I'm sure you've all heard more than enough about the Denver Art Museum's Frederic C. Hamilton Building. That's too bad, because there's even more to say about it in light of the show that just opened at Sandy Carson Gallery. Daniel Libeskind: Inspiration, Process and Place is filled with drawings, prints and watercolors by the great architect, a good many of which depict the Hamilton at its earliest stages of development. But I'm getting ahead of myself. The exhibit starts with pieces dating back a couple of decades, to when Libeskind was just starting as a practicing architect. Among the oldest items are some that don't relate to any building but are simply ideas about forms and their relationships. This is best exemplified by two related lithographs, "The Master Magliano Laments the Prophesy of Euclid" and "The History of Vegetables and So Forth." These highly detailed and complex black-on-white abstract compositions are made up of architectonic shapes as complicated and dense as their titles.
In the '80s, Libeskind was a respected but obscure academician. By the '90s, he was world-famous. What brought this about was a single building: the Jewish Museum in Berlin. The show at Sandy Carson includes a series of charcoal renditions of the building from 1989, ten years before its completion. In them, Libeskind deals with different aspects of the project conceptually as opposed to literally, so that they are informal and expressionistic sketches rather than finished presentation drawings.
Surely the most interesting pieces for the local audience are those related to the Hamilton. Libeskind put his first thoughts down on ubiquitous things such as napkins and hotel stationery, and these drawings are really cool -- especially when you realize that the completed building's forms are not so different from the doodles. There are also actual pages from Libeskind's sketchbook, with square-cut binder holes visible along one side.
Daniel Libeskind, Andrea Modica and Joellyn Duesberry
Daniel Libeskind and Andrea Modica
Through January 5, Sandy Carson Gallery, 760 Santa Fe Drive, 303-573-8585.
Through December 31, William Havu Gallery, 1040 Cherokee Street. 303-893-2360.
Hands down, though, the most impressive of the Hamilton-related materials are the expressionist watercolors of the building as Libeskind imagined it in situ. Some show the Hamilton with the mountains in the background; in others it's with the adjacent buildings. It looks as though Libeskind put in large areas of color in stains, then rapidly slashed in bold, hard-edged outlines on top. More than anything else in this exhibit, these watercolors function both as architectural renderings and as stand-alone works of art.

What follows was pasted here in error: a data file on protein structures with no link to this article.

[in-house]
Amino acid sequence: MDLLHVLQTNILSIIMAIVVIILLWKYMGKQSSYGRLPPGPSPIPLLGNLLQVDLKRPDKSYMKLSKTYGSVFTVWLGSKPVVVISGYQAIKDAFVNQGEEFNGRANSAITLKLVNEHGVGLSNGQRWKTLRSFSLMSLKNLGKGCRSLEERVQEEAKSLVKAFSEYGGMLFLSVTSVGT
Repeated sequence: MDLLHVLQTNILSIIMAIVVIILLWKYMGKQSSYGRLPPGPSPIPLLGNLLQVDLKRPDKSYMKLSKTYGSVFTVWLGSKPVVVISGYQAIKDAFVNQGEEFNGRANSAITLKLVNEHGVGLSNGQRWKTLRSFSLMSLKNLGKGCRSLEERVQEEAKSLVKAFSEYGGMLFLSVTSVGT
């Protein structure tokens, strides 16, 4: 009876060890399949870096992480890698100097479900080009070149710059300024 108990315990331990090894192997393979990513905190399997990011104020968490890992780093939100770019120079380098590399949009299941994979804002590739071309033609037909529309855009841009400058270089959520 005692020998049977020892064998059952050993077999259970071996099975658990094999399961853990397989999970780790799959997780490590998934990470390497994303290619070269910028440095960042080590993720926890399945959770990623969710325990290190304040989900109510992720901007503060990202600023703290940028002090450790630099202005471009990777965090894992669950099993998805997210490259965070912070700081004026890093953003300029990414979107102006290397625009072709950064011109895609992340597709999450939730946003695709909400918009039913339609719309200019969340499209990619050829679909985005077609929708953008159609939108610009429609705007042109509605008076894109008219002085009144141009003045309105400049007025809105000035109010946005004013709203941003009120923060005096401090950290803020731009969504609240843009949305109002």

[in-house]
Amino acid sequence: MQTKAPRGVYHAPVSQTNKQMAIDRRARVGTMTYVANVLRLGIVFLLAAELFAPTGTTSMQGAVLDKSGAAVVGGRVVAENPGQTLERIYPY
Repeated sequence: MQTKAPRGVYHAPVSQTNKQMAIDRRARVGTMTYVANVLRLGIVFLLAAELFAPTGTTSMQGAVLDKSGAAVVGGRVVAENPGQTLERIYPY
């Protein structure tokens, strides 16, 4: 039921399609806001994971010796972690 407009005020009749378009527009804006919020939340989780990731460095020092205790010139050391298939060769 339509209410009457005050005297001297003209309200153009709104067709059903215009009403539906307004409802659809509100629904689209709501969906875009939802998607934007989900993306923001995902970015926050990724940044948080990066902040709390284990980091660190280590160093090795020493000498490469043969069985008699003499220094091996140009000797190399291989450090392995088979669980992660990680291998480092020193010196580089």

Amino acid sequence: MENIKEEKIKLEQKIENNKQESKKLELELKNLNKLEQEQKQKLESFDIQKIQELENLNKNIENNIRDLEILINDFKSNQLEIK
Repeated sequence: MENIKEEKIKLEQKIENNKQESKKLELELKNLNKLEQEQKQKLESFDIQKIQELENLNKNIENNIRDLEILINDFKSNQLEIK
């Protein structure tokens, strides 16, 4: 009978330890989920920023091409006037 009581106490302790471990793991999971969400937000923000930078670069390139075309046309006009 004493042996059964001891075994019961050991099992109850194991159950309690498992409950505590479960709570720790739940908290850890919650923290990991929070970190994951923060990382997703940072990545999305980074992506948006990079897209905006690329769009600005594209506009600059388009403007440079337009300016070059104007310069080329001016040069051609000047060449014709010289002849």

Paired with the Libeskind feature and sharing the same subtitle is Andrea Modica: Inspiration, Process and Place. Modica is a nationally known photographer who used to live in Colorado but now lives in the East. She's best known for photographs that have a sociological narrative component, and her classic topic is the culture of rural poverty. For the photos at Sandy Carson, the setting is typically rural, but Modica's subject is an apple orchard, not the expected family. Gallery owner Sandy Carson points out that Modica has taken landscape photos before, so they are not as unexpected as they may seem at first.
Taken in Vermont, the photos are done in oversized black-and-white prints that have a romantic, almost antique look. Modica focuses on a twig, branch or entire tree placed at the front of the photo, with a blurry landscape filling the background. In "Apple Orchard #2," a leafless branch covered with apples is used as a screen that viewers need to look through to see the field and forest receding in the distance.